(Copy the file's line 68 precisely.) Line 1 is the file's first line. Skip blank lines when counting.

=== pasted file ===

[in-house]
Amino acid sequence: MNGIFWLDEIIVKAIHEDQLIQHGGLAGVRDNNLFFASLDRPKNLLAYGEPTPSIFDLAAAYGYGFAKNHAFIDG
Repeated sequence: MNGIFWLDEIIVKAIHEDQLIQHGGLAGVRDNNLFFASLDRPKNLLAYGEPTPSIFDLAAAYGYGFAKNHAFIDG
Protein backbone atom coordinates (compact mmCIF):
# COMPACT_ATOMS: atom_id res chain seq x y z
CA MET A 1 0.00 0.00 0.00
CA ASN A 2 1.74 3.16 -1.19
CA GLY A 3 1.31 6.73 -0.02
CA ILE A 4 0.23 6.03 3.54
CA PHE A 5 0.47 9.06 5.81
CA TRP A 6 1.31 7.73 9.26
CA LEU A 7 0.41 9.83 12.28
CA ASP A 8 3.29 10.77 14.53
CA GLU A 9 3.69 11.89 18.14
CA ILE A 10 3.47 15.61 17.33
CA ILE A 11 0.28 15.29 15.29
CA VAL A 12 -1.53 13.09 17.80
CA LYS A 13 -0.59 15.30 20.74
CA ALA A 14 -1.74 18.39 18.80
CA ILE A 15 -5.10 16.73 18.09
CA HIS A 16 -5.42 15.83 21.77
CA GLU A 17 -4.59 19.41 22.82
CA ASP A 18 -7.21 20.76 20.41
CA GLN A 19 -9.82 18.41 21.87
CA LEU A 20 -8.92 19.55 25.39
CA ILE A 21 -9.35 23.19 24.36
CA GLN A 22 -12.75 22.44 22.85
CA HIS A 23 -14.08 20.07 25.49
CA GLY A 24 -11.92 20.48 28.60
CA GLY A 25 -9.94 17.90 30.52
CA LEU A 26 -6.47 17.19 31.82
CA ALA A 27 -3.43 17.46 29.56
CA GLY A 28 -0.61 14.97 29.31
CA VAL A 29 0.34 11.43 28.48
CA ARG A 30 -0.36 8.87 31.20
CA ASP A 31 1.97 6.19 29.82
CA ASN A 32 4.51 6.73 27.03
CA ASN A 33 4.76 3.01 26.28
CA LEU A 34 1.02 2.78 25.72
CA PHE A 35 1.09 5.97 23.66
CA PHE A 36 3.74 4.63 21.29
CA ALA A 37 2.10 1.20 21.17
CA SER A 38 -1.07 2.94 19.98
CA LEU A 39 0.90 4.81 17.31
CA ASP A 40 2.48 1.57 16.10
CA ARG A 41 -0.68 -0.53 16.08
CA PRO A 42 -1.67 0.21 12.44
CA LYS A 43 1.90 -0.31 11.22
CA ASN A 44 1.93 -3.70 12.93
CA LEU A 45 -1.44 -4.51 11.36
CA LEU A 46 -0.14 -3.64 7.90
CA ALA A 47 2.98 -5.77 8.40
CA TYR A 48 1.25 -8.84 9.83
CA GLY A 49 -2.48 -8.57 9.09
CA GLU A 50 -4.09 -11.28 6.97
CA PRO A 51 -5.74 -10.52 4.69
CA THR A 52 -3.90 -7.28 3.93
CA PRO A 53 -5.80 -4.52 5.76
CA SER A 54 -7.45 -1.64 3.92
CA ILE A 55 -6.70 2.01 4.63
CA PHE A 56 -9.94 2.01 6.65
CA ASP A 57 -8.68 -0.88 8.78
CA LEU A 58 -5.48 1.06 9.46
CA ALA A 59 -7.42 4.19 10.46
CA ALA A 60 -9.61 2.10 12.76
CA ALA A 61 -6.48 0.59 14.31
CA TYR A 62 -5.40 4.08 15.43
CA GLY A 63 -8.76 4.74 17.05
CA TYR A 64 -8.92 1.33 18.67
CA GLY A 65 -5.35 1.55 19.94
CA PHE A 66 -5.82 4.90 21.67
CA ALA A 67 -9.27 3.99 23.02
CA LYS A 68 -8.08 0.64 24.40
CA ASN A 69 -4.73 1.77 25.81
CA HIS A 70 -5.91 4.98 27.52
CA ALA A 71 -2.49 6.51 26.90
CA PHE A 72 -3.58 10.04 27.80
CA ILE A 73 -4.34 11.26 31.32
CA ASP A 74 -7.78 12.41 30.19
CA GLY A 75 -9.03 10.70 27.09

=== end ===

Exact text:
CA GLY A 63 -8.76 4.74 17.05